United Nations police began returning to the Serb-dominated part of this divided town Wednesday after Serb leaders promised they would not be attacked, a U.N. spokesman said.
The international police force pulled out of Mitrovica on Monday after the worst violence since Kosovo declared independence from Serbia a month ago. Clashes with protesters armed with guns and hand grenades left one police officer dead and dozens injured.
The regional police commander for Mitrovica, David McLean, said police were returning "gradually" and setting up their operations and patrols on Wednesday. He said he expected to restore the mission "as quickly as possible."
Approximately 40 U.N. police officers will resume their duties alongside 80 members of the local police force in Mitrovica.
The police started returning after Serbs promised they would not come under attack, U.N. spokesman Alexander Ivanko said. Civilian staff members also will return soon, Ivanko said.
The U.N. had left NATO peacekeepers in charge of Mitrovica, reinforced by U.S. troops trained in riot control.
More than 60 U.N. and NATO forces and 70 Kosovo Serb protesters were wounded in Monday's clashes.
Under U.N. rule
Larry Rossin, the deputy U.N. administrator for Kosovo, accused Serbia of being complicit in the violence — a charge denied by Dusan Prorokovic, the senior Serbian government official in Belgrade who deals with Kosovo.
Milan Ivanovic, a hard-line Serb leader from Mitrovica, on Wednesday said the international forces were using violence to force the Serbs to accept Kosovo's independence.
That would fail, he said. "We will remain here. This is our homeland," Ivanovic said.
Kosovo has been under U.N. control since 1999, when NATO launched an air war to stop then-Serbian president Slobodan Milosevic's crackdown on ethnic Albanian separatists. Ethnic Albanians make up the great majority of Kosovo's population.
Serbia says Kosovo's declaration of independence was illegal under international law.
The United States and its main EU allies have recognized Kosovo's statehood, but Belgrade has Russia's backing in its bid to reclaim the territory.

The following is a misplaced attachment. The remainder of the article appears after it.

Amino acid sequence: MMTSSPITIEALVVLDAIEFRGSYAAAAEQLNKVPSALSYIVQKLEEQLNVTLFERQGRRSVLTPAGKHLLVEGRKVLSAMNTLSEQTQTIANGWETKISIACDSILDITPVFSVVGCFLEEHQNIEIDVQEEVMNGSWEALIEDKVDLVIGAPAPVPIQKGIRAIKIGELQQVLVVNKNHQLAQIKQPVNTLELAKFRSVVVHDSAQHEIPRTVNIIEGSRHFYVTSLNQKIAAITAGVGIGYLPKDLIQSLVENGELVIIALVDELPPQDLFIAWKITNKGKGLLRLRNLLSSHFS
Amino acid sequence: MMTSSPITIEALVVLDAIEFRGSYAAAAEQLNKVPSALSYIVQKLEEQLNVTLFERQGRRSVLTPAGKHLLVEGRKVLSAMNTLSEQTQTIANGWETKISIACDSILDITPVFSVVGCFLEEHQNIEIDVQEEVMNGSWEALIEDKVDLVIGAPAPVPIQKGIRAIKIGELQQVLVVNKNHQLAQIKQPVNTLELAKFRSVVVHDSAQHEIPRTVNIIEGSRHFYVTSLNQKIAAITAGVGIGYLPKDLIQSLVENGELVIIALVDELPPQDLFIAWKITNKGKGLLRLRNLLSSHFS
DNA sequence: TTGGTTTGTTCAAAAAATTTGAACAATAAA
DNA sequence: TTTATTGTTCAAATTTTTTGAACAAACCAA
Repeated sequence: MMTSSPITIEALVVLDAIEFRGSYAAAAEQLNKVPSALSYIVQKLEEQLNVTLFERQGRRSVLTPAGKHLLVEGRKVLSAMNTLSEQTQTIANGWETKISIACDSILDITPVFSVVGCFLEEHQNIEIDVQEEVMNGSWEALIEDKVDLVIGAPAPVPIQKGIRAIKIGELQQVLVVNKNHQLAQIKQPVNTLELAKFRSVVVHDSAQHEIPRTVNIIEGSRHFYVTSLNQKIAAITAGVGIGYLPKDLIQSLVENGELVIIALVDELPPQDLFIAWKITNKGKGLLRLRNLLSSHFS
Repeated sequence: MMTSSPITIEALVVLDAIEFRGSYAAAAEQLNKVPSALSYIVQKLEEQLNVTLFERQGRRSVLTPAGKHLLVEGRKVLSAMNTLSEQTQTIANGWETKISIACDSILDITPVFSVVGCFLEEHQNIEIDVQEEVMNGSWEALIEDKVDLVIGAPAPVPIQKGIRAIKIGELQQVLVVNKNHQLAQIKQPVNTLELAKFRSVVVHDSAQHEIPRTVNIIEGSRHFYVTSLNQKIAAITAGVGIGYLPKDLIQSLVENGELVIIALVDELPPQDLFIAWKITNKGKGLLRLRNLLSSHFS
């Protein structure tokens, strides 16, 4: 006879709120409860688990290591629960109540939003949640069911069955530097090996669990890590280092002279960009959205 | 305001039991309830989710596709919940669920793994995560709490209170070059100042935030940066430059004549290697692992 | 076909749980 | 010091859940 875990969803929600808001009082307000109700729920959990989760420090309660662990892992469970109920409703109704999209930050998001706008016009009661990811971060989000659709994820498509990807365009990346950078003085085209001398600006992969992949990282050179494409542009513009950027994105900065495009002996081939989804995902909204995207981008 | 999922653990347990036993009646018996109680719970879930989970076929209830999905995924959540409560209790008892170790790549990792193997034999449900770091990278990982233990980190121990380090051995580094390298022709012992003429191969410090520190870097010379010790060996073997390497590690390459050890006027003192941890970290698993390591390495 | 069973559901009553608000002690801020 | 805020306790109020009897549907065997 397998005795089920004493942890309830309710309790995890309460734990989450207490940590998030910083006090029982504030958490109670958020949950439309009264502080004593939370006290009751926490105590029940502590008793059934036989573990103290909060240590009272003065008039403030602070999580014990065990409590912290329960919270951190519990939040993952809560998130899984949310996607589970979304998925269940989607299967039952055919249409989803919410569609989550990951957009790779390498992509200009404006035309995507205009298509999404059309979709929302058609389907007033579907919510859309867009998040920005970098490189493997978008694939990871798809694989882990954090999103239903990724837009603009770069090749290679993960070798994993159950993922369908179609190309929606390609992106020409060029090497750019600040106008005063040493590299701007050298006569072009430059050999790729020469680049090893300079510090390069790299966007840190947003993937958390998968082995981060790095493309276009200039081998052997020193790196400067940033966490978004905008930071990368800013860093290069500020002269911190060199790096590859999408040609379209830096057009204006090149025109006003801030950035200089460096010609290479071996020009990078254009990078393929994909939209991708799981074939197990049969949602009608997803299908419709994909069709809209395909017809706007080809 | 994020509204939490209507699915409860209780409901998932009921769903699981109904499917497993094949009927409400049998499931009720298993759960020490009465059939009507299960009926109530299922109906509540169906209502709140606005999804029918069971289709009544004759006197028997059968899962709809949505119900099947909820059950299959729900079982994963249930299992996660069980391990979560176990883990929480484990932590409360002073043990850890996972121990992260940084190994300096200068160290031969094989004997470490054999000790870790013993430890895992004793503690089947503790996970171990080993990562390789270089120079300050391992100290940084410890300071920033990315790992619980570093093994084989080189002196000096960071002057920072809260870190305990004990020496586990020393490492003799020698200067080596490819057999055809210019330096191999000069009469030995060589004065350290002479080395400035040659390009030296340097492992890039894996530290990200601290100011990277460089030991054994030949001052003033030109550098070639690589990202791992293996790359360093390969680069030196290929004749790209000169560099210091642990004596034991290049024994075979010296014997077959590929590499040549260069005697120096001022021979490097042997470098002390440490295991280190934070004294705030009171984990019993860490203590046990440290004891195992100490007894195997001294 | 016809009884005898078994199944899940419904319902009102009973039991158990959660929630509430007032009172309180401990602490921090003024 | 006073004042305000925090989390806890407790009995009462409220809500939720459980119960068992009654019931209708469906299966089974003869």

On Wednesday, two of Serbia's Balkan neighbors, Croatia and Hungary, recognized Kosovo independence. A third, Bulgaria, said it would establish diplomatic ties on Thursday.
Working on bilateral relations
Serbian President Boris Tadic said earlier this week such a move would have "immediate negative" consequences on bilateral relations. Serbia recalled its ambassadors to Croatia and Hungary on Wednesday.
On Tuesday, Serbia recalled its ambassadors to Japan and Canada after those two countries recognized Kosovo.
The clashes in Mitrovica have drawn international condemnation and raised fears of instability in Kosovo.
Britain's U.N. ambassador John Sawers said that while most Serbs in Kosovo live peacefully "there seem to be those who are deliberately stoking trouble in the north of Kosovo because they seem to want to see violence."
Deadly grenade blast
The policeman who died of injuries suffered from a hand grenade thrown by a protester was identified as 25-year old Ihor Kynal of Ukraine. Larry Wilson, the top U.N. police official in Kosovo, said Kynal bled to death because the gunfire prevented authorities from evacuating him.
Ukraine's Interior Minister, Yuriy Lutsenko, called for an investigation into the clashes and said better coordination was needed with NATO peacekeepers and national police units serving in Kosovo.
Lutsenko was visiting injured officers in Kosovo on Wednesday.
The European Union has yet to deploy a mission in Kosovo's north, though an international agreement that opened the way for Kosovo to declare independence included the mission. Serb leaders have said they would block the EU-led mission from working in Serb-controlled areas.
The spokesman for the top EU official in Kosovo said Monday's violence would not affect its plans.
"EU plans have not changed and we are continuing to build our presences as foreseen," said Andy McGuffie. "Nothing has changed."